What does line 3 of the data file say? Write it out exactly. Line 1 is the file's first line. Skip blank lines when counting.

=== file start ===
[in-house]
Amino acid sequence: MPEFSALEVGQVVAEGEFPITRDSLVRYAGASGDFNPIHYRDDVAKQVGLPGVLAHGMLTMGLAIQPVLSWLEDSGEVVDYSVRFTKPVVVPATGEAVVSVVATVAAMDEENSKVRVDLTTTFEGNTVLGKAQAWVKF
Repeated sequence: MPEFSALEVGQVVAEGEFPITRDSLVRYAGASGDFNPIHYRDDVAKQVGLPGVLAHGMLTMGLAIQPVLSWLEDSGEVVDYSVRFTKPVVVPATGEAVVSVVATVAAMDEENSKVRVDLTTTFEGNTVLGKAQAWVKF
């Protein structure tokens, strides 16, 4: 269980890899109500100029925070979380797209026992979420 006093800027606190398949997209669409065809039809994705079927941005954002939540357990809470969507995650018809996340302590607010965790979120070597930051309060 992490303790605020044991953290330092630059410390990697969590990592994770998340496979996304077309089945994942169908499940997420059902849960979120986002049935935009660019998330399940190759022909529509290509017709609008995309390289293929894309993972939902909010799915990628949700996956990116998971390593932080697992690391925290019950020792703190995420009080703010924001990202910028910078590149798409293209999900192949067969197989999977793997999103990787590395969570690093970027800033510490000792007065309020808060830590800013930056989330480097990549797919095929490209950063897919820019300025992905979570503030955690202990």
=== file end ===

Repeated sequence: MPEFSALEVGQVVAEGEFPITRDSLVRYAGASGDFNPIHYRDDVAKQVGLPGVLAHGMLTMGLAIQPVLSWLEDSGEVVDYSVRFTKPVVVPATGEAVVSVVATVAAMDEENSKVRVDLTTTFEGNTVLGKAQAWVKF